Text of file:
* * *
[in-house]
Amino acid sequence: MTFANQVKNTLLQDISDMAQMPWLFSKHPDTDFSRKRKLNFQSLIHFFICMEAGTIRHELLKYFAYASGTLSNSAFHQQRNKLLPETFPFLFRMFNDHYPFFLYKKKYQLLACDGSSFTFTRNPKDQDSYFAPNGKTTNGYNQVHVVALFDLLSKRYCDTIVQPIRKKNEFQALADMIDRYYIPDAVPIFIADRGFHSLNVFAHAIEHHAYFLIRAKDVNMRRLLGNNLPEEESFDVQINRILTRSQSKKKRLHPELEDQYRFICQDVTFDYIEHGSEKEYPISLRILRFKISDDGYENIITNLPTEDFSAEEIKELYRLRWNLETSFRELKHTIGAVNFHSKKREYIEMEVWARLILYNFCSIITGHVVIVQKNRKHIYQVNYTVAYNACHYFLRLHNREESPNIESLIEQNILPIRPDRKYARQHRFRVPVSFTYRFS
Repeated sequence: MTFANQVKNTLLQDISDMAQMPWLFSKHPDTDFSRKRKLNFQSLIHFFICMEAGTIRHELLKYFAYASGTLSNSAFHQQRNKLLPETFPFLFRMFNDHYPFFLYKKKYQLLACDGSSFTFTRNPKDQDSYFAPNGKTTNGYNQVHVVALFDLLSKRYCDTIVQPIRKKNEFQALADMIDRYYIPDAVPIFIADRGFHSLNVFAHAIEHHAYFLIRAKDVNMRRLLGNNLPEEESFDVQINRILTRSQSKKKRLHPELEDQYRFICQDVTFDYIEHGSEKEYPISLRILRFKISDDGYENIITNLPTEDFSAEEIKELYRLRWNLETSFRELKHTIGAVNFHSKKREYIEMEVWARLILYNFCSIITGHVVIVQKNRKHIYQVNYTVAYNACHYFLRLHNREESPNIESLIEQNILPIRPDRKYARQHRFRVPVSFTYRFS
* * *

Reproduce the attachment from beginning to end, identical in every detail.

[in-house]
Amino acid sequence: MTFANQVKNTLLQDISDMAQMPWLFSKHPDTDFSRKRKLNFQSLIHFFICMEAGTIRHELLKYFAYASGTLSNSAFHQQRNKLLPETFPFLFRMFNDHYPFFLYKKKYQLLACDGSSFTFTRNPKDQDSYFAPNGKTTNGYNQVHVVALFDLLSKRYCDTIVQPIRKKNEFQALADMIDRYYIPDAVPIFIADRGFHSLNVFAHAIEHHAYFLIRAKDVNMRRLLGNNLPEEESFDVQINRILTRSQSKKKRLHPELEDQYRFICQDVTFDYIEHGSEKEYPISLRILRFKISDDGYENIITNLPTEDFSAEEIKELYRLRWNLETSFRELKHTIGAVNFHSKKREYIEMEVWARLILYNFCSIITGHVVIVQKNRKHIYQVNYTVAYNACHYFLRLHNREESPNIESLIEQNILPIRPDRKYARQHRFRVPVSFTYRFS
Repeated sequence: MTFANQVKNTLLQDISDMAQMPWLFSKHPDTDFSRKRKLNFQSLIHFFICMEAGTIRHELLKYFAYASGTLSNSAFHQQRNKLLPETFPFLFRMFNDHYPFFLYKKKYQLLACDGSSFTFTRNPKDQDSYFAPNGKTTNGYNQVHVVALFDLLSKRYCDTIVQPIRKKNEFQALADMIDRYYIPDAVPIFIADRGFHSLNVFAHAIEHHAYFLIRAKDVNMRRLLGNNLPEEESFDVQINRILTRSQSKKKRLHPELEDQYRFICQDVTFDYIEHGSEKEYPISLRILRFKISDDGYENIITNLPTEDFSAEEIKELYRLRWNLETSFRELKHTIGAVNFHSKKREYIEMEVWARLILYNFCSIITGHVVIVQKNRKHIYQVNYTVAYNACHYFLRLHNREESPNIESLIEQNILPIRPDRKYARQHRFRVPVSFTYRFS